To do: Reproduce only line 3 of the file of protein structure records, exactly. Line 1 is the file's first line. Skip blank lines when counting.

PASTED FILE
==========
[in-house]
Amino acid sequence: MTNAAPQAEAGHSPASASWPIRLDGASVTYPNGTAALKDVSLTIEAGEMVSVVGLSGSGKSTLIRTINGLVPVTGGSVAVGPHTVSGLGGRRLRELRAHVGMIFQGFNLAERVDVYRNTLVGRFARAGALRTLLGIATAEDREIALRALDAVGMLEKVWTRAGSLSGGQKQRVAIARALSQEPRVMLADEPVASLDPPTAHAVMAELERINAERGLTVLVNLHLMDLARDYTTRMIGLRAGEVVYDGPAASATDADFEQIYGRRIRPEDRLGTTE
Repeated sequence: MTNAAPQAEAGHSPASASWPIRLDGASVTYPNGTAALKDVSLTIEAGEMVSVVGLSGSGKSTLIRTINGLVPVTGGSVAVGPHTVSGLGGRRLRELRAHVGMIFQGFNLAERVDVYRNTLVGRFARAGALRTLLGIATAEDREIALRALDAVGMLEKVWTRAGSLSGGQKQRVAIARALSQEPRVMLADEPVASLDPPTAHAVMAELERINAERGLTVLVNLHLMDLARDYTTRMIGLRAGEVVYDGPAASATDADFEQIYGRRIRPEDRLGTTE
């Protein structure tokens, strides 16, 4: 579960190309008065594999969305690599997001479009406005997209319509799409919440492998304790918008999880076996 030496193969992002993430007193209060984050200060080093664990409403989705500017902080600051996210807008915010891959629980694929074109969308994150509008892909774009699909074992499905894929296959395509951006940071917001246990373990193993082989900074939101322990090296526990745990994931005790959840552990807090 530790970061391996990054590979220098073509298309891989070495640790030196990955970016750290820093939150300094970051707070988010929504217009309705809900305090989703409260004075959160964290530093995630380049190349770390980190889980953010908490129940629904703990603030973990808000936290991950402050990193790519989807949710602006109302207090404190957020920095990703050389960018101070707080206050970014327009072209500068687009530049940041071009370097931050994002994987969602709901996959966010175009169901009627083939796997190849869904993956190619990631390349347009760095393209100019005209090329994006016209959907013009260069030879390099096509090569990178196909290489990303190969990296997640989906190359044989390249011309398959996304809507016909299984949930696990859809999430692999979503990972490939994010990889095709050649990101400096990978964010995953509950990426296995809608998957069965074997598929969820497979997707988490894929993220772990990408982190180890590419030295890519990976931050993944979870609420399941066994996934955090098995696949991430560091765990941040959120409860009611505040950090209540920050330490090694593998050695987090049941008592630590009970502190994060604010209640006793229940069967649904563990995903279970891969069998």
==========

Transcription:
Repeated sequence: MTNAAPQAEAGHSPASASWPIRLDGASVTYPNGTAALKDVSLTIEAGEMVSVVGLSGSGKSTLIRTINGLVPVTGGSVAVGPHTVSGLGGRRLRELRAHVGMIFQGFNLAERVDVYRNTLVGRFARAGALRTLLGIATAEDREIALRALDAVGMLEKVWTRAGSLSGGQKQRVAIARALSQEPRVMLADEPVASLDPPTAHAVMAELERINAERGLTVLVNLHLMDLARDYTTRMIGLRAGEVVYDGPAASATDADFEQIYGRRIRPEDRLGTTE